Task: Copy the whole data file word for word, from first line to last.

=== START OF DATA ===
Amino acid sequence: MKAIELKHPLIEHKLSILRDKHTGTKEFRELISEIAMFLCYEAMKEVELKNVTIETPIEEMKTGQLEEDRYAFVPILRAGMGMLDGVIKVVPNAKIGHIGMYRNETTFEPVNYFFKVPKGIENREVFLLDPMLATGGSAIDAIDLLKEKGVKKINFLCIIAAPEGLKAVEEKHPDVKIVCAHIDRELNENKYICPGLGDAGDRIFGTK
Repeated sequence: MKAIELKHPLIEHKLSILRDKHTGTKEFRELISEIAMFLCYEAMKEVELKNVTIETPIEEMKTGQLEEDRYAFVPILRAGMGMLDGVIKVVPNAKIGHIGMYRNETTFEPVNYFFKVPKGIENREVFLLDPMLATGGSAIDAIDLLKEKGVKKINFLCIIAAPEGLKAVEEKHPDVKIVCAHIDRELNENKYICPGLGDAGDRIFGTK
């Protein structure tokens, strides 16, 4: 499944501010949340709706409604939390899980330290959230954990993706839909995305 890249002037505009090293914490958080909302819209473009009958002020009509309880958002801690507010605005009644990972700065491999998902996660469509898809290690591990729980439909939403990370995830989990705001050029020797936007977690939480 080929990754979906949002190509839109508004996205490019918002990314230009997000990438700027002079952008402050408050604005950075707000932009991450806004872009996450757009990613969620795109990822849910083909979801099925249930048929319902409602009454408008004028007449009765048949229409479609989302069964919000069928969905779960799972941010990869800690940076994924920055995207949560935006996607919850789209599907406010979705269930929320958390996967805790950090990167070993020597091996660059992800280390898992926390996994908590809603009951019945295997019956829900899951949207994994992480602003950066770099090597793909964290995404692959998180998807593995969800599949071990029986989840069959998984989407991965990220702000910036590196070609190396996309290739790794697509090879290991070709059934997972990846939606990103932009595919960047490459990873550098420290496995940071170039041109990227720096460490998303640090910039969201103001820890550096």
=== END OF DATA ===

Amino acid sequence: MKAIELKHPLIEHKLSILRDKHTGTKEFRELISEIAMFLCYEAMKEVELKNVTIETPIEEMKTGQLEEDRYAFVPILRAGMGMLDGVIKVVPNAKIGHIGMYRNETTFEPVNYFFKVPKGIENREVFLLDPMLATGGSAIDAIDLLKEKGVKKINFLCIIAAPEGLKAVEEKHPDVKIVCAHIDRELNENKYICPGLGDAGDRIFGTK
Repeated sequence: MKAIELKHPLIEHKLSILRDKHTGTKEFRELISEIAMFLCYEAMKEVELKNVTIETPIEEMKTGQLEEDRYAFVPILRAGMGMLDGVIKVVPNAKIGHIGMYRNETTFEPVNYFFKVPKGIENREVFLLDPMLATGGSAIDAIDLLKEKGVKKINFLCIIAAPEGLKAVEEKHPDVKIVCAHIDRELNENKYICPGLGDAGDRIFGTK
């Protein structure tokens, strides 16, 4: 499944501010949340709706409604939390899980330290959230954990993706839909995305 890249002037505009090293914490958080909302819209473009009958002020009509309880958002801690507010605005009644990972700065491999998902996660469509898809290690591990729980439909939403990370995830989990705001050029020797936007977690939480 080929990754979906949002190509839109508004996205490019918002990314230009997000990438700027002079952008402050408050604005950075707000932009991450806004872009996450757009990613969620795109990822849910083909979801099925249930048929319902409602009454408008004028007449009765048949229409479609989302069964919000069928969905779960799972941010990869800690940076994924920055995207949560935006996607919850789209599907406010979705269930929320958390996967805790950090990167070993020597091996660059992800280390898992926390996994908590809603009951019945295997019956829900899951949207994994992480602003950066770099090597793909964290995404692959998180998807593995969800599949071990029986989840069959998984989407991965990220702000910036590196070609190396996309290739790794697509090879290991070709059934997972990846939606990103932009595919960047490459990873550098420290496995940071170039041109990227720096460490998303640090910039969201103001820890550096």